Built atop the idea that any woman can look chic by purchasing low-cost gemstones in lieu of actual diamonds and rubies, Melania’s business model celebrates the reaping of untruth. Why turn away from luxury when feigning it is just as powerful? This relies on the non-interrogation beyond the surface. The brand is rooted in falsity as Melania’s expert creativity rests on a fake degree in architecture and design from the University of Slovenia, an institution whose reality is just as substantive as the threat Islam poses over, say, the threat of Melania’s own husband to the safety of this country.

Untruth, or falsity, is a fundamental tenant of Design Philosophy for Melania, and it bleeds into her political strategy. This is already discernable in the speech she made amidst her husband’s campaigning, which proved a forgery of that of Michelle Obama. And “Untrue,” is, as she claims, the media representations of her husband and his stance on women; “untrue” were many claims made about her past in Slovenia; even the existence of her half-brother Denis Cigelnjak she dismissed as rooted in falsity.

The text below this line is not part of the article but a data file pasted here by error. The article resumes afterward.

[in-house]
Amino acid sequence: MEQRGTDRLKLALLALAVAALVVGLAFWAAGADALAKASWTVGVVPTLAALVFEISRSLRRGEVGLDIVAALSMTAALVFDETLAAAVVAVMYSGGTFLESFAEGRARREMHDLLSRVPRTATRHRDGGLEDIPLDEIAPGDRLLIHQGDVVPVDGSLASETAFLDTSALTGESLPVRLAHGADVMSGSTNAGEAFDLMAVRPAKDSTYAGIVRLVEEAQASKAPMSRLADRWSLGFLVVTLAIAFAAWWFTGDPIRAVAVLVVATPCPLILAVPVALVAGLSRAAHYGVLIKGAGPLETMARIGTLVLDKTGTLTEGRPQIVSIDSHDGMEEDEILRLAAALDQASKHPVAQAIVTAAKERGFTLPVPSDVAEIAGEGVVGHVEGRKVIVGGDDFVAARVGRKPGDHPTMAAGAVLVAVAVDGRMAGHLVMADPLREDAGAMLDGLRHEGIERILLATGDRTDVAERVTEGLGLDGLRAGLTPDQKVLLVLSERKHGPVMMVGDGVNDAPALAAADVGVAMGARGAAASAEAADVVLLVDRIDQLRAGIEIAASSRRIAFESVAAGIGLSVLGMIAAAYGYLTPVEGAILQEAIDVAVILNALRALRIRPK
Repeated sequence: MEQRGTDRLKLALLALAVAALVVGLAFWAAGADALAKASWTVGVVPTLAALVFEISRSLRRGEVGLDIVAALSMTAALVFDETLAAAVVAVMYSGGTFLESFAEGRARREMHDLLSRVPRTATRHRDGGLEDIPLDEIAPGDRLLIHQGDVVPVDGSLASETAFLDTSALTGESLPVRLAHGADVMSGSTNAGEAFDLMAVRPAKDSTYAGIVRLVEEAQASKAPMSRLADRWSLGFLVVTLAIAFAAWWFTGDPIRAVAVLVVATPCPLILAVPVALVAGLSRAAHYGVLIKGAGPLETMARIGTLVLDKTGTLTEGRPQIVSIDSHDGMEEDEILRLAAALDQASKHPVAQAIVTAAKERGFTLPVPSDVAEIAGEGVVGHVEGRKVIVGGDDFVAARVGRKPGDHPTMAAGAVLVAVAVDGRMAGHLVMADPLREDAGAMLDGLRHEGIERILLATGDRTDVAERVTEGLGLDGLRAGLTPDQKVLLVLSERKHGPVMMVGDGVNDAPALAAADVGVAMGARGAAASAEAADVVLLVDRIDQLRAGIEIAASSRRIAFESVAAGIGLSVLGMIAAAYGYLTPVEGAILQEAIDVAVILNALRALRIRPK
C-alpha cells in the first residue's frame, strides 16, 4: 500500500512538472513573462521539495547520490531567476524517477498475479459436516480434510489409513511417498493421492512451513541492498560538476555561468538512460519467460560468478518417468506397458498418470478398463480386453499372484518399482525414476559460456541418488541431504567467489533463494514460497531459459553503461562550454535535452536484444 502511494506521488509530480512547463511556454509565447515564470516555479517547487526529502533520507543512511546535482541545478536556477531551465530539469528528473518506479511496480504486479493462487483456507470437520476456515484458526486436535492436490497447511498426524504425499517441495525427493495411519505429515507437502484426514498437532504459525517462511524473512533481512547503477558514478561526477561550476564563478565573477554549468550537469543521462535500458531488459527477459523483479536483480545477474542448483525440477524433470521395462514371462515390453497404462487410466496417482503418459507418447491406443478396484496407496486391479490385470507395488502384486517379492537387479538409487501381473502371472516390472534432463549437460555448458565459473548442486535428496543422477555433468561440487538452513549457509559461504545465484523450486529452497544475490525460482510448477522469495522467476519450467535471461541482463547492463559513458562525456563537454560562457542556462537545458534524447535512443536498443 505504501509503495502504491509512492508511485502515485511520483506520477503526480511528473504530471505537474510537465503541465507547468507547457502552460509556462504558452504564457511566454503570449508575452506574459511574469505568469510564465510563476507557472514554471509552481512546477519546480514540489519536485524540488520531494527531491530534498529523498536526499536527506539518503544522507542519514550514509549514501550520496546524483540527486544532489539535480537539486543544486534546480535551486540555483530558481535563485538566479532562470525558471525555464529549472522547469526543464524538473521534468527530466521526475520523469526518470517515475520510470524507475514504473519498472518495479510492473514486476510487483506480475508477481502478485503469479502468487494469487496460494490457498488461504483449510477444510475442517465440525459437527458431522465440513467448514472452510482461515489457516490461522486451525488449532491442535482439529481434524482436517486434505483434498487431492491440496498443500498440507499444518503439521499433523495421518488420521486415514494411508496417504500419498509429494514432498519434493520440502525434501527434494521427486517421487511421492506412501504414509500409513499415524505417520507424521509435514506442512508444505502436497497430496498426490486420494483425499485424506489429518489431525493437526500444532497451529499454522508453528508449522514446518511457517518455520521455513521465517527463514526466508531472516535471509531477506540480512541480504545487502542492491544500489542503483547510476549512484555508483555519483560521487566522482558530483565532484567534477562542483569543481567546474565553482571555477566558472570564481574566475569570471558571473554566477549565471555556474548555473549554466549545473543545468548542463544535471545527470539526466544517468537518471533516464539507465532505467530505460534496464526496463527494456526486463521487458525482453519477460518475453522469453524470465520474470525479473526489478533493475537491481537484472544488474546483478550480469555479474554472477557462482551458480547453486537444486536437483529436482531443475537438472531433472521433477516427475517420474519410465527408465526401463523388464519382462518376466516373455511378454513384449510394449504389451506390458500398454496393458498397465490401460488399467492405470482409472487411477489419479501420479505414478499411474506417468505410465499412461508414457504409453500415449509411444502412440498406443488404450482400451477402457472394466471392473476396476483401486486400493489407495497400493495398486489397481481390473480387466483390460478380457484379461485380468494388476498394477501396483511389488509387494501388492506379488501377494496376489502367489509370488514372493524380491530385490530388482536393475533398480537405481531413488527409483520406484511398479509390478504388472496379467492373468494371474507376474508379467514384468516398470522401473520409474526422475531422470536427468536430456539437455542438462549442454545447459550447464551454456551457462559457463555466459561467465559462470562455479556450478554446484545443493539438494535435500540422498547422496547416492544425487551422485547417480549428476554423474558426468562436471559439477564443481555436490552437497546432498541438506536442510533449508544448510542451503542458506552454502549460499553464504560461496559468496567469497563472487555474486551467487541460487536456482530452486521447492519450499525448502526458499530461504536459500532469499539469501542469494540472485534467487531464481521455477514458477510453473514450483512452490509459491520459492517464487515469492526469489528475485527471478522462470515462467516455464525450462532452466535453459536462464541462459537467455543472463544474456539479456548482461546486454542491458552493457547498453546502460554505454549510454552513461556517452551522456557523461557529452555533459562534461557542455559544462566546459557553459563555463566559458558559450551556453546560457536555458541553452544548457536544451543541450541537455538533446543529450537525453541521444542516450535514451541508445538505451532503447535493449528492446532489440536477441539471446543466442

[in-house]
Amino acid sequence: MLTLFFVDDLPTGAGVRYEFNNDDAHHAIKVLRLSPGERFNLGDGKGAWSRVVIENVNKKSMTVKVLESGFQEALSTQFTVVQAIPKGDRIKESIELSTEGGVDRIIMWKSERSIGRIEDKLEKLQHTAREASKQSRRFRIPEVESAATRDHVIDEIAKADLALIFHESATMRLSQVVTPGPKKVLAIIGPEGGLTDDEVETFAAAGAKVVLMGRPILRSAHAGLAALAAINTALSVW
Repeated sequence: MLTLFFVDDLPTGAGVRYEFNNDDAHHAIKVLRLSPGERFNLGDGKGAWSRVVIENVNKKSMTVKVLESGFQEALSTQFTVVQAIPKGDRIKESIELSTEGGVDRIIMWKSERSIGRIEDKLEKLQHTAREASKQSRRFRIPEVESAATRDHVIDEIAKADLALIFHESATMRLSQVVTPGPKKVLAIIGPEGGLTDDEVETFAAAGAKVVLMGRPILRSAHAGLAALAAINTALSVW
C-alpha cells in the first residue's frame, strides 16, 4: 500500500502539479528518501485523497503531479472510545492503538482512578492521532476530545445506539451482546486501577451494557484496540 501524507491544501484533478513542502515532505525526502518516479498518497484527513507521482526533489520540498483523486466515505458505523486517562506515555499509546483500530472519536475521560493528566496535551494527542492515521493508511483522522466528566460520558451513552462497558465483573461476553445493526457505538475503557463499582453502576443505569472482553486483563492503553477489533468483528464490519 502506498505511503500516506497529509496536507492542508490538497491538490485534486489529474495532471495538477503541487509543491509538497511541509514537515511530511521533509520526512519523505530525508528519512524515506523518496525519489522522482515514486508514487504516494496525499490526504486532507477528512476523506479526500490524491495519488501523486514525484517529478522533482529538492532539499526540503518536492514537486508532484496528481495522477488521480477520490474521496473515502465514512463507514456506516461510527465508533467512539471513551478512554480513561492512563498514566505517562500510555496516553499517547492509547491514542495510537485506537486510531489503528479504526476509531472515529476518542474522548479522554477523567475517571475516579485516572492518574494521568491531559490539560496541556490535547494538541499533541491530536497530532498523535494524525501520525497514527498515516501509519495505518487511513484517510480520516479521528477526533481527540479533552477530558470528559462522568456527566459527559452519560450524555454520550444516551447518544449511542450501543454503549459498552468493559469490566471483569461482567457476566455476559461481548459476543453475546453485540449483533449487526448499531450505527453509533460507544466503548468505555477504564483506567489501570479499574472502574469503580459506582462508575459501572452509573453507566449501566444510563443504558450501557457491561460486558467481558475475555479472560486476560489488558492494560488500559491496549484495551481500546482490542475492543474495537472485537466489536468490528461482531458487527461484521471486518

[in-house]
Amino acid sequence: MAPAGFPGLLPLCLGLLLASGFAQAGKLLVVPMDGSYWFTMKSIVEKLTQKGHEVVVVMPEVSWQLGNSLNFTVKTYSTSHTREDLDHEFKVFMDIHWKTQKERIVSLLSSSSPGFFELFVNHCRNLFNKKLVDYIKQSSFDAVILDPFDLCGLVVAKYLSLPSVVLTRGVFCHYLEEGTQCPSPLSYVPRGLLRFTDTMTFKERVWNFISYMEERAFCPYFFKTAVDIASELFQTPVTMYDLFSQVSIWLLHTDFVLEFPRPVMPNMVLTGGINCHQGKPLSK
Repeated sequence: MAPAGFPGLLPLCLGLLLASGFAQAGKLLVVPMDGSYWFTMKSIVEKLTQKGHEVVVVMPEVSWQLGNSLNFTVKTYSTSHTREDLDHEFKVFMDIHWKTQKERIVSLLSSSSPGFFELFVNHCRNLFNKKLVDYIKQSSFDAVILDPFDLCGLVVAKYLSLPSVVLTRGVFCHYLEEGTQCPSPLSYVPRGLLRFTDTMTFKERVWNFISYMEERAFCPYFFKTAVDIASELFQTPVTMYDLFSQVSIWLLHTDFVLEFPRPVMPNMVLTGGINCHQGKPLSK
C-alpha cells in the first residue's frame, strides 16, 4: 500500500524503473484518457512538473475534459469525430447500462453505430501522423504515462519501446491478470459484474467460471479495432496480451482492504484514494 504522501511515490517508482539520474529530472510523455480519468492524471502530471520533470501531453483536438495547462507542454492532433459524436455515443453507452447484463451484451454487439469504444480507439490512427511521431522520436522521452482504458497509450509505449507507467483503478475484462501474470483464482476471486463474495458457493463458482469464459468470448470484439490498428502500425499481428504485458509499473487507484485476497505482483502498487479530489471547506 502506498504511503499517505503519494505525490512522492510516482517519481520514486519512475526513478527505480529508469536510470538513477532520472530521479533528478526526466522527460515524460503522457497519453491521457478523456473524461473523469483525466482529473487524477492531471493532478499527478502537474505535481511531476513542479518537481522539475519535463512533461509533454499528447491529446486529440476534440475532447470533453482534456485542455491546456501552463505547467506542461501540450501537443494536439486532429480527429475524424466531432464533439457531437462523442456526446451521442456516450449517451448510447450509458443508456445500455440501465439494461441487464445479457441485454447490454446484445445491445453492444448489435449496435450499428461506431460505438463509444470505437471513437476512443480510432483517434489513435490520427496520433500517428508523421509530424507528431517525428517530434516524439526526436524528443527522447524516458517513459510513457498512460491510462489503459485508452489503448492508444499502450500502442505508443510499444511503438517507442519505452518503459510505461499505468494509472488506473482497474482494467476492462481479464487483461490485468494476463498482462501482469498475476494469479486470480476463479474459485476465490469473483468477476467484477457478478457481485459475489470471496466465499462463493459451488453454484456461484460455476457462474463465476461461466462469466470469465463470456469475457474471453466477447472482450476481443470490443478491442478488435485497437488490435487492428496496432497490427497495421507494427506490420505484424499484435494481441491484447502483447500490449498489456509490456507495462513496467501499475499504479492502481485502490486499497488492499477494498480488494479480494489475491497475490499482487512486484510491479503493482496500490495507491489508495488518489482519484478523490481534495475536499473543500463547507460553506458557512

Untruth is not innocuous; it verges on terror, and it is in Melania’s theft of sartorial symbolism that this terror has already made itself known. Such an act of violence recalls George Perec’s moralist critique of the société de consommation. In a 1966 edition of the French magazine Arts Loisirs, Perec accused fashion of terrorism as it admits “no criteria other than those it arbitrarily sets for itself.” Rendering signs more important than the things which they are to represent, fashion welcomes a violence of conformity that disguises cyclical trends through a proclamation of the “new.” Paradoxically pulling toward the past while reconstructing it it, fashion denies the present what it actually represents. Indeed, both Mrs. Trump and Mrs. Kennedy serve as “First Lady,” standing firmly behind their husband’s politics, with poised, glinting femininity, but it takes no cognitive double-take to see how their glamour and grace harken diametrically opposed regimes. What Mrs. Trump takes as a source of inspiration effectively sweeps the origin of its historical signifiers under the rug. Appropriation of a style becomes an erasure of evolution in civil rights, through an injection of Trumpian terror. Is fashion fascism’s most powerful weapon?